Portsmouth cafe owner says city centre gate has hit takings

BARRIER Philip Allison, manager of Fagins cafe in Charlotte Street
BARRIER Philip Allison, manager of Fagins cafe in Charlotte Street
Picture: Malcolm Wells

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CITY leaders are to rethink a new gate put into Portsmouth city centre after a cafe owner claimed it was costing him money.

Philip Allison, manager of Fagins cafe, Charlotte Street, says he has lost thousands of pounds since the city council replaced bollards with the new structure in Charlotte Street, where it meets Commercial Road.

The 56-year-old said the gate puts people off visiting Fagins.

Mr Allison said: ‘Just before Christmas last year the city council put a gate across Charlotte Street to stop cars going through and parking in the precinct. There used to be bollards there, but too many times they were down.

‘Then without consultation, the council replaced them with a gate – this has had a negative impact on my business.

‘Since Christmas my takings have been down by £700 to £1,000 a week.

‘Saturday is normally my busiest day and I normally take £800 to £1,000. But since the gates went up they have gone down to around £560.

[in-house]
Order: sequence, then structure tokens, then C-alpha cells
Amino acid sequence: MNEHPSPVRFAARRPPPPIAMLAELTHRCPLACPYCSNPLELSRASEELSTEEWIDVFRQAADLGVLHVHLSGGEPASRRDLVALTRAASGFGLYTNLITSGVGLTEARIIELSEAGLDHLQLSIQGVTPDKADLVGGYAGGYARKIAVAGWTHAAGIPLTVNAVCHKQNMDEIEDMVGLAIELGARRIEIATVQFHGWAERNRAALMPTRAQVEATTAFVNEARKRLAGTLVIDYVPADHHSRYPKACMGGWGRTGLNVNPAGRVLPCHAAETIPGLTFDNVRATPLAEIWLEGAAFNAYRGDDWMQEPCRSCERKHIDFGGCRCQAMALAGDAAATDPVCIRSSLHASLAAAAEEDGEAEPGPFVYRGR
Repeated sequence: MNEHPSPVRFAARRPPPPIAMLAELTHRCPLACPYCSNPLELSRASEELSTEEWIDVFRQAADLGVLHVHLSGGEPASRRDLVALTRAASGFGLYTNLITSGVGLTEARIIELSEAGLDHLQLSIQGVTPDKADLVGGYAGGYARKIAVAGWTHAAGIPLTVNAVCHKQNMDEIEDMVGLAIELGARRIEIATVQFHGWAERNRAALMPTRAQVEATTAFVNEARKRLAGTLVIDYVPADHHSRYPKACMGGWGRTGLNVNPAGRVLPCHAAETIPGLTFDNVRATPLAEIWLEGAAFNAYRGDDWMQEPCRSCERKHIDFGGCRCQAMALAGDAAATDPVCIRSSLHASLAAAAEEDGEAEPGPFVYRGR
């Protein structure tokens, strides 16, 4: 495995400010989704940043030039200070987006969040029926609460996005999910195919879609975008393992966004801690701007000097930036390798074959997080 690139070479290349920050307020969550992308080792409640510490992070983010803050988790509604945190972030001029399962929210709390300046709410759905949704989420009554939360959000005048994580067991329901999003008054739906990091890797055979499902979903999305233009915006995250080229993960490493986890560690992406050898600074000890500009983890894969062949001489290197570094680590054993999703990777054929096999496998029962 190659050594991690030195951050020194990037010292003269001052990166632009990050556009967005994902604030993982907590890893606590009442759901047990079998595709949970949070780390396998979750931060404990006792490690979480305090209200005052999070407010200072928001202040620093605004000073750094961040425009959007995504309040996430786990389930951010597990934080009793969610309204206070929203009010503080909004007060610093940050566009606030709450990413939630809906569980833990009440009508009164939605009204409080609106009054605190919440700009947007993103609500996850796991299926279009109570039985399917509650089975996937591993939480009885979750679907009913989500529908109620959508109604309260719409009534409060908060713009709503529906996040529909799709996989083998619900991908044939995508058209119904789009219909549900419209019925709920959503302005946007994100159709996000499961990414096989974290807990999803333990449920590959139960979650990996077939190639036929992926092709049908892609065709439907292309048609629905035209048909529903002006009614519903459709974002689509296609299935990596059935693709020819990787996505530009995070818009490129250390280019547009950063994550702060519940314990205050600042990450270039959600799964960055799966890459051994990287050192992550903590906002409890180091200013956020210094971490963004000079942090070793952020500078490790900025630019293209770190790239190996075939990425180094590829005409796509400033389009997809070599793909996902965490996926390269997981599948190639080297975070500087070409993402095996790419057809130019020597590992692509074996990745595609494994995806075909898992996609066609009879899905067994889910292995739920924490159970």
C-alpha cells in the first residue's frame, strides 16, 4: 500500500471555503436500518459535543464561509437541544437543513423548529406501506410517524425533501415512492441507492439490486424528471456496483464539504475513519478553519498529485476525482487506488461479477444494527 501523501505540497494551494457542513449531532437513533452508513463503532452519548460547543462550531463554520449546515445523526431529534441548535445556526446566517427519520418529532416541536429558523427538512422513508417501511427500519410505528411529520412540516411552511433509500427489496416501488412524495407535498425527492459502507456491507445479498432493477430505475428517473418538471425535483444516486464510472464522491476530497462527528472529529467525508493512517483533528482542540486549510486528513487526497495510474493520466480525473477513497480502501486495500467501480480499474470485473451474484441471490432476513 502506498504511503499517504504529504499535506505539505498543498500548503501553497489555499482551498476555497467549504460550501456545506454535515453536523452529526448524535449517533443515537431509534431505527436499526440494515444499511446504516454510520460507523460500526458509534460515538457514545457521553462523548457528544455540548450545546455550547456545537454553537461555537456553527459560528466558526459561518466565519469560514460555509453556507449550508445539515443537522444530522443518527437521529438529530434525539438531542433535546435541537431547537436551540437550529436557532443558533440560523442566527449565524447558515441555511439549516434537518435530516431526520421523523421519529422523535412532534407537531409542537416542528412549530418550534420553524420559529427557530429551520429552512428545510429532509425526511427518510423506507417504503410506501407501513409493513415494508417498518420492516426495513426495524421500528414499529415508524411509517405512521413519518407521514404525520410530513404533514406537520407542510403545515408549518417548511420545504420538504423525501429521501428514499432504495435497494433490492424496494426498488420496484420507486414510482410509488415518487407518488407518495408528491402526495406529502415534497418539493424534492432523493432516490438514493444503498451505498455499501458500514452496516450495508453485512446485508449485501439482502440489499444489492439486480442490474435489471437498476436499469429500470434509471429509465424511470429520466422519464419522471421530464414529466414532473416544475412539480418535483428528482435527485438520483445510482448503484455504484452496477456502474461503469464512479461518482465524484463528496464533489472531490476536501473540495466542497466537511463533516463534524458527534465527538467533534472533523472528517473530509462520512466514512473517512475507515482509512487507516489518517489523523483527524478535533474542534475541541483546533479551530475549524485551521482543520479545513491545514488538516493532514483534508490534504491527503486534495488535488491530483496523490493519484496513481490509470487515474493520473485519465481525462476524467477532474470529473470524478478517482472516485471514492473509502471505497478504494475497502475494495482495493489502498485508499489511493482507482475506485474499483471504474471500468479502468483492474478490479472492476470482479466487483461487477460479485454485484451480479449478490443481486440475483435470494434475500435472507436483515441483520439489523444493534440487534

‘I’ve been watching shoppers walk towards the cafe and then turn back.

‘People look and think the road is closed and they go through the back entrance of Cascades. You can put bollards up to stop cars parking, but the gate needs to come off.’

Portsmouth City Council admits it did not consult traders about putting in the gate, which cost £750.

City centre manager Barry Walker said the council was now looking into the cost of having bollards again.

He said: ‘The bollards were fixed down by plates and these were getting repeatedly damaged. This is why we decided to replace them with a gate. The pavements have always been, and are, still open to the pedestrians.

‘I don’t want Fagins to be losing money over this and so I have said I will find out how much it will cost to have bollards again, but they are likely to be more expensive.

‘If I have enough funds to allocate for this then I might, but at the moment I do not know. The gates may distract people from the cafe, I can’t argue that one way or another.’